The relationship between the body and the mind is probably one of the most elusive aspects of medicine. Although topics such as placebo effect and medically unexplained symptoms capture our imagination, it is the co-occurrence of common physical and mental health problems that impacts the most on patients’ well-being and everyday healthcare provision. Indeed, when we get sick, the intricate connections between the mind and the body become apparent.


 Monika Waszczuk
Assistant Professor of Psychiatry, Stony Brook School of Medicine

Poor mental health is detrimental for physical health

More often than not, mental illness is not only a serious burden in its own right, but it also spirals to impact other aspects of health and functioning. For example, World Mental Health Surveys conducted in 17 countries in almost 50,000 patients have found that suffering from a psychiatric illness significantly increases risk of a wide range of physical conditions, such as arthritis, heart disease and cancer (1). The more mental disorders individuals experienced over the course of their life, the higher were the odds of subsequent physical illness diagnosis. This co-occurrence of physical and mental health is crucial for clinical practice, because it leads to poorer treatment compliance and worse outcomes. It is also directly linked to higher service utilization and medical expenditures (2).

Case in point: PTSD increases respiratory illness

A little known observation is that chronic respiratory disorders are among the most prevalent physical problems in individuals with mental illness (1, 3). In particular, in the international survey mentioned above, posttraumatic stress disorder (PTSD) was found to increase the odds of chronic respiratory disorder by about 50%, and doubled the odds of future asthma. This is an important observation for understanding health consequences of exposure to trauma, as it suggests that PTSD can cascade into a myriad of physical health problems, including chronic respiratory conditions.

Indeed, this is what a series of studies conducted by my research team has found. In several prospective longitudinal studies, we reported that PTSD symptoms pose significant risk for the onset and chronicity of respiratory symptoms in responders to one traumatic event, the World Trade Center disaster (4-6). Individuals who worked on the rescue, recovery and clean-up that followed the 9/11 attack have been exposed to a complex array of airborne toxins that affected their lungs. The responders have also experienced extreme psychological trauma, including fear for personal safety and exposure to victims’ body parts.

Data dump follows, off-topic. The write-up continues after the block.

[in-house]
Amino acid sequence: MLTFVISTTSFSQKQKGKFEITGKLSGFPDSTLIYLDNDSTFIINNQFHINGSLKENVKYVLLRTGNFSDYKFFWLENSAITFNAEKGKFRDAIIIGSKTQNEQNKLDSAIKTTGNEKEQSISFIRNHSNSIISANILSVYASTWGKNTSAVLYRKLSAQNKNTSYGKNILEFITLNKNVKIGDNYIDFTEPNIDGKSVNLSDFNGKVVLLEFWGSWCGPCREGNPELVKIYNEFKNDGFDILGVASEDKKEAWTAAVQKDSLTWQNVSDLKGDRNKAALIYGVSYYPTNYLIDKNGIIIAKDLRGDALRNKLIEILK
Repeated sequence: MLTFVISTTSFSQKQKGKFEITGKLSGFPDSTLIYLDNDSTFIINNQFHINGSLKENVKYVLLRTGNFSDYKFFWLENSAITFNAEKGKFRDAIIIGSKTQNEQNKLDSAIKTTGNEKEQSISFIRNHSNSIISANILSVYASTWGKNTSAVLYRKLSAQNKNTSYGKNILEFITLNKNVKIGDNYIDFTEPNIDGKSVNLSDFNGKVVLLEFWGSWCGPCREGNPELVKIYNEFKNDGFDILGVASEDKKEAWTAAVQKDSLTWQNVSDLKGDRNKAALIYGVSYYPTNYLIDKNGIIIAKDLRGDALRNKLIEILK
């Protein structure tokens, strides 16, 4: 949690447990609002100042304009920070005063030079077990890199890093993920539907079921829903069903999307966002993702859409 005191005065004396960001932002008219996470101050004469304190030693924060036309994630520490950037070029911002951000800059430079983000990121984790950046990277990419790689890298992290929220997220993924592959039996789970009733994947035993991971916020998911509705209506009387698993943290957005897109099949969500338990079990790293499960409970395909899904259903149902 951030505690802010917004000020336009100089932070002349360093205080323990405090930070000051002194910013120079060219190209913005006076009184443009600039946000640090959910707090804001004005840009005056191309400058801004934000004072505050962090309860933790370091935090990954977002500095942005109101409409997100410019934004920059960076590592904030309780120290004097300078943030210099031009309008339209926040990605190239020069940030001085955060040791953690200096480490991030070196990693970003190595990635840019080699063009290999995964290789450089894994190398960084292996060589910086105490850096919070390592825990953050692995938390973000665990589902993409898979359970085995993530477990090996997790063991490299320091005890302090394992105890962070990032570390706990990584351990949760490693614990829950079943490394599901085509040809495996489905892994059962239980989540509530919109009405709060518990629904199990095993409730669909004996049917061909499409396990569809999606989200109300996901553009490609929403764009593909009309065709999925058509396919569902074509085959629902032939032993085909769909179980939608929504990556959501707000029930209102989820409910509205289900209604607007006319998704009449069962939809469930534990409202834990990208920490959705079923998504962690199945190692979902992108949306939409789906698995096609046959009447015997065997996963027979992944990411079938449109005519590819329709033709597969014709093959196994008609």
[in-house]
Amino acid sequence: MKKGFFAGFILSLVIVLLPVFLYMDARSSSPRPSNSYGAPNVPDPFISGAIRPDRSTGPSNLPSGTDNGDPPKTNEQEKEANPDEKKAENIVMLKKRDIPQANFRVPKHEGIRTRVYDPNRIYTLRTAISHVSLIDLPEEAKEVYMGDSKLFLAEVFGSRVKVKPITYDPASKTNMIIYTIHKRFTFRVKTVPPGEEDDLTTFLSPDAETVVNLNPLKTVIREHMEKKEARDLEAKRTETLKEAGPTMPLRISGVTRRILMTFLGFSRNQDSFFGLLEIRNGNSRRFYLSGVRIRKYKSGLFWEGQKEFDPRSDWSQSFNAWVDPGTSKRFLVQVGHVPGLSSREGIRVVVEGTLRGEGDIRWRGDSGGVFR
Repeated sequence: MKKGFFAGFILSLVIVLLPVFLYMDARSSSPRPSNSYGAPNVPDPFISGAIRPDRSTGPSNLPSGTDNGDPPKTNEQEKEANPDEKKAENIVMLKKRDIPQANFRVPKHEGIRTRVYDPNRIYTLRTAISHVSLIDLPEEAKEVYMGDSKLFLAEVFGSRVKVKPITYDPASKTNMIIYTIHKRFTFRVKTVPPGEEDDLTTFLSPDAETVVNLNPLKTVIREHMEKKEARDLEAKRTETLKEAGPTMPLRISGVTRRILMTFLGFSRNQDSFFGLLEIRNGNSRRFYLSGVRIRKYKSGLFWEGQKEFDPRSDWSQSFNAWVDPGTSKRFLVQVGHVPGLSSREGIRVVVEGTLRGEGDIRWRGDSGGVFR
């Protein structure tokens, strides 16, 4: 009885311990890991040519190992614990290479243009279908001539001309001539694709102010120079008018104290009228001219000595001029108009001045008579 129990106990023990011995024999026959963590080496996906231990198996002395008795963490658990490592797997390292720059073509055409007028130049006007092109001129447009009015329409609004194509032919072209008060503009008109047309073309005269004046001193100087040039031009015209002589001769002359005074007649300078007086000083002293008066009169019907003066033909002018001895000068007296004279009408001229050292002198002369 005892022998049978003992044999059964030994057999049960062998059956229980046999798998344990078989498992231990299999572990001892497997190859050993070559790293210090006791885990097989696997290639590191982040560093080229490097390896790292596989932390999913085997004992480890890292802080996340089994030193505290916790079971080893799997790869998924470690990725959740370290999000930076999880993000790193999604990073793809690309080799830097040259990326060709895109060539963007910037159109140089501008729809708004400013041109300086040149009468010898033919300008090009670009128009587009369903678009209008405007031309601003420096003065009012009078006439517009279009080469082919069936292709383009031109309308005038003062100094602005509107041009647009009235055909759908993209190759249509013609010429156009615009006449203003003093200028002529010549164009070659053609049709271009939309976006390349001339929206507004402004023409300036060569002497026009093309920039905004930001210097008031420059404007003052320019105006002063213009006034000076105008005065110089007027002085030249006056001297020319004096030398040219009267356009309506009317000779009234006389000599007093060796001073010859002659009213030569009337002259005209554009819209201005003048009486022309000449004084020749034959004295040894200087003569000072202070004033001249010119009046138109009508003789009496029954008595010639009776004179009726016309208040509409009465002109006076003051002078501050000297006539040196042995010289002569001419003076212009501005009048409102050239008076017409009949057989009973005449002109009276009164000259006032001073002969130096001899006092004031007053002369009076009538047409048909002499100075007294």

Our findings indicate that not only PTSD lead to worse respiratory symptoms, it also explained the relationship between the level of exposure to the World Trade Center disaster and subsequent respiratory illness. Importantly, the reverse relationship – respiratory symptoms leading to worse PTSD – has not been found. Taken together, our results add to the growing understanding that mental health problems following trauma are not only relevant in their own right, but also pose a significant risk to future physical health outcomes.

In what ways does mental health impact physical health?

There are many ways in which mental health can impact physical health. First, psychiatric illness can change patients’ lifestyle and everyday functioning in ways that are not conducive to maintaining physical health. This includes less exercise, loss of appetite, lower social contact that can lead to a loss of support network, and poorer adherence to treatment and medication. Such psychosocial pathways can become particularly impactful if the psychiatric illness persists over many years. Second, psychiatric illness shares a great deal of common biology with physical health. We know that there is a shared genetic vulnerability to many mental and physical conditions, and that psychiatric illness can further disrupt genetic, physiological and neurological processes in the body.

“We know that there is a shared genetic vulnerability to many mental and physical conditions”

Coming back to the example of PTSD as a risk for worsened respiratory illness, we are currently investigating several such potential mechanisms that can explain our findings. First, we ruled out smoking as an explanation. Although cigarette use occurs at an elevated rate among individuals with PTSD and is a leading contributor to respiratory illness, in all of our studies smoking did not explain why PTSD leads to respiratory illness. Second, several biological pathways could plausibly explain our results. PTSD is characterized by dysregulation of body’s systems responsible for responding to threat and stress, such as sympathetic hyperactivity, hypothalamic-pituitary-adrenal (HPA) axis functioning, and heightened immune response (7-11). Cumulative effects of malfunctioning of these processes over time can strain and damage airways, resulting in respiratory symptoms. Third, part of the explanation can be psychological. It is well established that patients with PTSD tend to be more sensitive to threatening cues in their surroundings, and perceive their environment with a heightened sense of threat (12, 13). Such a mindset can amplify their perception of certain physiological states, such as respiratory problems, resulting in increased detection and recollection of symptoms (14).

Overall, it is likely that a complex interplay of different biological, psychological and social processes explains why mental illness cascades into poorer physical health. Understanding these mechanisms can give insight into novel treatment targets and might inform better planning of public health services, supporting integrated medical and psychiatric healthcare models (15, 16)



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